The Illinois Administrative Review Law provides that a complaint for judicial review of an administrative decision must be filed within 35 days from the date that a copy of the decision to be reviewed was served upon an aggrieved party. In Grimm v. Calica, the Illinois Supreme Court held that the date in the heading of a business letter was not sufficient to constitute service for purposes of the statute. Our detailed summary of the underlying facts and lower court rulings is here.
Grimm began in 2012 when the Department of Children and Family Services investigated and indicated a finding of child abuse against the plaintiff. The plaintiff, a teacher, argued that the finding was incorrect and requested that it be expunged. In 2013, an administrative law judge conducted a hearing on the request, ultimately recommending that the plaintiff’s request be denied. The Department adopted the ALJ’s decision.
The Department announced its decision in a letter to the attorney who had represented the plaintiff at the hearing. There was no affidavit of service included with the letter, or even any unsworn representation as to whether it had been mailed on the day the letter was dated, or later.
The plaintiff filed her complaint for administrative review thirty-six days after the date of the letter. The Department moved to dismiss the complaint, alleging that it was untimely. The plaintiff countered that the statute required service on her, not on her attorney, and that the date on the business letter was not sufficient notice of service to satisfy due process. The trial court denied the motion to dismiss and reversed the decision on the merits.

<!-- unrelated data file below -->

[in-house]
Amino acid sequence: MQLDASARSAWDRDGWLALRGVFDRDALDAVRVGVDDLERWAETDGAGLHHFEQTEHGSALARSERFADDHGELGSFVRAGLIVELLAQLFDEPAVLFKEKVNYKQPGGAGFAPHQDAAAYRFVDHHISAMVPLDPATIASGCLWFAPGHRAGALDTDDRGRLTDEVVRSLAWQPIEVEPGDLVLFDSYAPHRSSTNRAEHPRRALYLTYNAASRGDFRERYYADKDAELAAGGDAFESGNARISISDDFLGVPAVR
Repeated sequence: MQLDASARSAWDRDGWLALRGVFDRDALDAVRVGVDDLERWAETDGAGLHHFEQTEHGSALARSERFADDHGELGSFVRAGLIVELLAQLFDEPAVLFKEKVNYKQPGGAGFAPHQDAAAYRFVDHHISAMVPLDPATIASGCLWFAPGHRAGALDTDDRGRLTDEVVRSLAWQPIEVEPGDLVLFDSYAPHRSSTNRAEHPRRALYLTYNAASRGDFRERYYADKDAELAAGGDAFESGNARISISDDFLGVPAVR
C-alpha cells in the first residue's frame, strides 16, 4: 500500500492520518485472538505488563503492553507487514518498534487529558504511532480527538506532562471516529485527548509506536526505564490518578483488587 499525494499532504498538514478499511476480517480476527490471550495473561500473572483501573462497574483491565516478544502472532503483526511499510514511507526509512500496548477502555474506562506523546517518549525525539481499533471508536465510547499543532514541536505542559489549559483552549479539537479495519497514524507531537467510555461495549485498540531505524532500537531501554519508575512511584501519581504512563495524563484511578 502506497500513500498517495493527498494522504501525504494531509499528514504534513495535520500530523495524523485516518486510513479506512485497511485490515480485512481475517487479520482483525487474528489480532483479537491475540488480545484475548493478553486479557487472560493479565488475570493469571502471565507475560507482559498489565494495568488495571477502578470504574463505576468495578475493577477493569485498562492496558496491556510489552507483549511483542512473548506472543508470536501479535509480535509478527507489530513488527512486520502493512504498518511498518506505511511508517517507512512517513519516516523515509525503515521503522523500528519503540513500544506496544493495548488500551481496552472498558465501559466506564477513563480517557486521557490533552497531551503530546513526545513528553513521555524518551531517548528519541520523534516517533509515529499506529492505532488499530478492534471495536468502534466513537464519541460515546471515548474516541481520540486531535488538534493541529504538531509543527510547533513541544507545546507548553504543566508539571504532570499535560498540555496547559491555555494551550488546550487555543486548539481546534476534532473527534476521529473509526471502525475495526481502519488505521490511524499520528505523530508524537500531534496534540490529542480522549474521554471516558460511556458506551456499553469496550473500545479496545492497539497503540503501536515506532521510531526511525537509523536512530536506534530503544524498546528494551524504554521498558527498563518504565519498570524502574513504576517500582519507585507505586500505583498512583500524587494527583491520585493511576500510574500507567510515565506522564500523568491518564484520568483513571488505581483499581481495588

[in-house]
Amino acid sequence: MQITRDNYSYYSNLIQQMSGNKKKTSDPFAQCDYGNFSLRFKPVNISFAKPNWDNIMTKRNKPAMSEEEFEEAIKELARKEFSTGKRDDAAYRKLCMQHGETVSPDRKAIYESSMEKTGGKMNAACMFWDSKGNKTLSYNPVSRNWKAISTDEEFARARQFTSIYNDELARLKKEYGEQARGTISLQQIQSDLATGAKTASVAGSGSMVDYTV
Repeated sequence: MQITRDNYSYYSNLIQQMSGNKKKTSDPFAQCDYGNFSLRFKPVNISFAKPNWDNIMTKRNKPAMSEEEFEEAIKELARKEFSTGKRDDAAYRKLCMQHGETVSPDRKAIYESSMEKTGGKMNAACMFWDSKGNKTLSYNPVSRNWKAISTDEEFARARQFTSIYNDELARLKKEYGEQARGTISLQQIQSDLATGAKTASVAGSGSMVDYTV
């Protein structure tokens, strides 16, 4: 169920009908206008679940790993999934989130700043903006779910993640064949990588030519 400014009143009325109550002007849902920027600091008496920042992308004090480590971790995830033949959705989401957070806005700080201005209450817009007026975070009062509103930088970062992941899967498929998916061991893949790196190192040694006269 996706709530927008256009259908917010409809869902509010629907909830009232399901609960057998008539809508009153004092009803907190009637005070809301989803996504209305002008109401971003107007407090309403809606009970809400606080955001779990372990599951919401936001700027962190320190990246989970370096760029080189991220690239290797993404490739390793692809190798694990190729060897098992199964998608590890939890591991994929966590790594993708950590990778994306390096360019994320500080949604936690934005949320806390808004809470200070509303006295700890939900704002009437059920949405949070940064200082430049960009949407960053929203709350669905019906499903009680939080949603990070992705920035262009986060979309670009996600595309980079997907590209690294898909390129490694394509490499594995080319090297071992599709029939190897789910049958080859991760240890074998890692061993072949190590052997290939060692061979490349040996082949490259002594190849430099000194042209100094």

The Department appealed the finding of timeliness. The Appellate Court affirmed the trial court, holding that the date on the business letter stated only the date of the letter, not necessarily the date of mailing. In an opinion by Justice Theis, the Supreme Court affirmed.
Before the Supreme Court, the Department argued that the plaintiff’s due process challenge failed because due process neither required that judicial review be available at all, or imposed any requirements on the Department about telling the plaintiff of the option, or the timing for exercising it. True, the Court said, but due process does require that the agency decision provide clear notice to affected parties. The majority applied the due process balancing test provided by the U.S. Supreme Court in Mathews v. Eldridge: (1) the magnitude of the private interest at stake; (2) the risk of an erroneous deprivation of that interest and the probable value of additional safeguards; and (3) the potential burden on the government from additional procedures.
The private interest at stake was considerable, according to the majority – the plaintiff’s prospects for future employment as a teacher. Similarly, the risk of an erroneous deprivation was real. The majority agreed with the Appellate Court’s view that there was something counterintuitive about the notion that – if the date on the letter triggered the 35-day clock – notice was deemed given before it was received. Finally, the burden on the Department of making the situation perfectly clear by expressly stating the date of mailing was insignificant.
Justice Thomas dissented, joined by Chief Justice Karmeier. The dissenters argued that because judicial review of administrative decisions is not required by the due process clause, it follows that parties need not be told of the thirty-five day time limit to file their complaint, or how the thirty-five days is calculated. According to the dissenters, even if it was true that the date on the letter was the date of the decision rather than the date of mailing, there was a rebuttable presumption in the law that the date on an agency decision is the mailing date, and plaintiff offered nothing to challenge that presumption. The dissenters further noted that the plaintiff never testified that she was confused as to the correct service date – instead, it appeared that the one-day delay in filing was actually the result of plaintiff being unable to find a lawyer.
Ironically, the take-away from holdings like Grimm is limited as a practical matter. Lawyers should always default to initiating appellate proceedings at the earliest arguable deadline, since in many cases the untimely filing of the initiating document – a notice of appeal, petition for review, or administrative review complaint – can’t be fixed.